I wrote a poem at the age of 16, sitting outside the cafeteria windows at my high school. It was a rough sketch of my elementary school experience, where I was disgustingly and mercilessly bullied. I had never been able to put the feelings I had about the experience into words, but I was able to now – and re-reading it after I had written it made the tears come to my eyes.
I put it away for years, but I brought it back out when I was putting together the poetry for my book. At the last, I decided to include it, because it still spoke of the rawness and horror that I felt while writing it that beautiful summer day just before I went into grade 10. I didn’t want to forget my experience, and the experience of so many other kids who go through bullying.
I watched a video yesterday of a news anchor who had been sent a fatphobic email. Her name is Jennifer Livingston, and she addressed this disgusting email with grace and aplomb. She said everything I wish I could have said to my bullies way back in those elementary school days – and she spoke out for people who are still going through that stuff. Kids who are dying because of it. Kids who feel like they have no hope.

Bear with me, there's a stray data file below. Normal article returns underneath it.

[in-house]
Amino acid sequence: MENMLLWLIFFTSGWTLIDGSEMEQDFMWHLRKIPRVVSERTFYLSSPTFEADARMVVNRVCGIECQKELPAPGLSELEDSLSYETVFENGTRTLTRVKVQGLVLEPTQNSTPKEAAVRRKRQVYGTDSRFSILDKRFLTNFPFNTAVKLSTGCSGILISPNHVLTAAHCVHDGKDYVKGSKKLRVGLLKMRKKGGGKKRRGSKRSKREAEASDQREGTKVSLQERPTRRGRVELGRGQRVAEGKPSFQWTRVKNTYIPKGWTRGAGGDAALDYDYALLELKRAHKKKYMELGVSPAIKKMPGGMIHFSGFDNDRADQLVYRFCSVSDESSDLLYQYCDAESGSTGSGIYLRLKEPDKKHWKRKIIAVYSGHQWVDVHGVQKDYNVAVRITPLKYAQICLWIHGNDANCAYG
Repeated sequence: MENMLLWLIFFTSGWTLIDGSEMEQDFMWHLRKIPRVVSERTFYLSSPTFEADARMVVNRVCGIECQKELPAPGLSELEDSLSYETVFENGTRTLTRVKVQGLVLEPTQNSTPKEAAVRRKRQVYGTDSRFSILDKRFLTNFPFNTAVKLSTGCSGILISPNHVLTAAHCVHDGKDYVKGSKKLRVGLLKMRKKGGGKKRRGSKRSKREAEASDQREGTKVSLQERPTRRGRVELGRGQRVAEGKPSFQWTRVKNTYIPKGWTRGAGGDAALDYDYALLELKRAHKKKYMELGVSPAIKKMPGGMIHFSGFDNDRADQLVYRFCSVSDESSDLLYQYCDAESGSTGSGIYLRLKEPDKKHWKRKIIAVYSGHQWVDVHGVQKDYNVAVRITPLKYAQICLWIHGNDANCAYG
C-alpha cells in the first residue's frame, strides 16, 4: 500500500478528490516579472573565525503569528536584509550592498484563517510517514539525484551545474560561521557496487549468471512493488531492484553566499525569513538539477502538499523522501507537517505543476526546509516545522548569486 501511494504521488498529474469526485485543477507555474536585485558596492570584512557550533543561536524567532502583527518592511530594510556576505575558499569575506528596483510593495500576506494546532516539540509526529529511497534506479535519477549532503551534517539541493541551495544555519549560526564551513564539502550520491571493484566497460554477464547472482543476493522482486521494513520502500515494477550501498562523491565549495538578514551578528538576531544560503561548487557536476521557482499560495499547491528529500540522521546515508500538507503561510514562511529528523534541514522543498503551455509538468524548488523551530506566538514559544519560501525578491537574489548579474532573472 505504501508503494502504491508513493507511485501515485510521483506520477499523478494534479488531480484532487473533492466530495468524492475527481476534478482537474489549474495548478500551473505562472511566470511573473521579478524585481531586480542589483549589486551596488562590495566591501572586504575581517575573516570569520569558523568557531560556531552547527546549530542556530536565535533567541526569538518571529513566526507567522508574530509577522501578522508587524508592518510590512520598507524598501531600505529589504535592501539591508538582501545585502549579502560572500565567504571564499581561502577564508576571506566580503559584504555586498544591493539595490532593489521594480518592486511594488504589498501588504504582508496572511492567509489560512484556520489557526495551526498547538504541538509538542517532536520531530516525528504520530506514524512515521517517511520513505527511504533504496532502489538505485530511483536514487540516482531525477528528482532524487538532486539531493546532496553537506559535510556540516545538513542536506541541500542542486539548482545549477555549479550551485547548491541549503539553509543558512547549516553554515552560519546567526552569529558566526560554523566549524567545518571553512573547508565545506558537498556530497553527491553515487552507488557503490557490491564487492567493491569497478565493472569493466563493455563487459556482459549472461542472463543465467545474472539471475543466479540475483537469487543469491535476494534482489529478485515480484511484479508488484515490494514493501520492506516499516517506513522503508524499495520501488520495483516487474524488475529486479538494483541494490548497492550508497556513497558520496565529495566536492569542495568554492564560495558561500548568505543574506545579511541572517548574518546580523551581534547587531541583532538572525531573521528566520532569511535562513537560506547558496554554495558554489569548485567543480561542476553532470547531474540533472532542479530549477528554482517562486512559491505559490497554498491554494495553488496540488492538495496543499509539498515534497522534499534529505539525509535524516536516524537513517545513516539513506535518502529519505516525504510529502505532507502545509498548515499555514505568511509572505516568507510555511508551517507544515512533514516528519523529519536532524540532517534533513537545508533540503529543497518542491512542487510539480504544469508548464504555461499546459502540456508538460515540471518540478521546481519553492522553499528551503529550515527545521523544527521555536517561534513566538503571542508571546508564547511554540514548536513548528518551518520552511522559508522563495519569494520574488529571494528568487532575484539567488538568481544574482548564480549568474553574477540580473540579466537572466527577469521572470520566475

It’s funny, because I’ve had several conversations, similar to Jennifer’s broadcast, with ignorant people. No, it’s not any of your business what my weight is. No, you don’t have to tell me I’m fat, I already know it. Most fat people do – we’re not stupid, and being fat is rarely the result of just eating “bad food” or not exercising enough. I also know that I have an upturned nose, or that there are other physical characteristics about me that may not be pretty or conventionally beautiful. It doesn’t mean I get your scorn. It doesn’t mean you get to make fun of me, or make me into a big joke or someone to torment. That says a lot more about you than it does about me.
When I nanny, I really try my best to show kids their best characteristics, and celebrate them for all of who they are. I don’t believe that anyone deserves torment of any kind. Now, with the advent of the Internet, there are people who seem to get their jollies on running people down. That’s . . . sad. I can think of so many other things to do to improve myself than running someone else down.
So, thank you, Jennifer Livingston, for being inspirational and a real figurehead for children and adults everywhere. As a woman, I thank you for standing up for women of all sizes on national TV. As a fellow caregiver, I salute you for setting the example for the children we both take care of.
You rock. And you’re gorgeous. I loved your video. Click on the photo below to view what Jennifer has to say.
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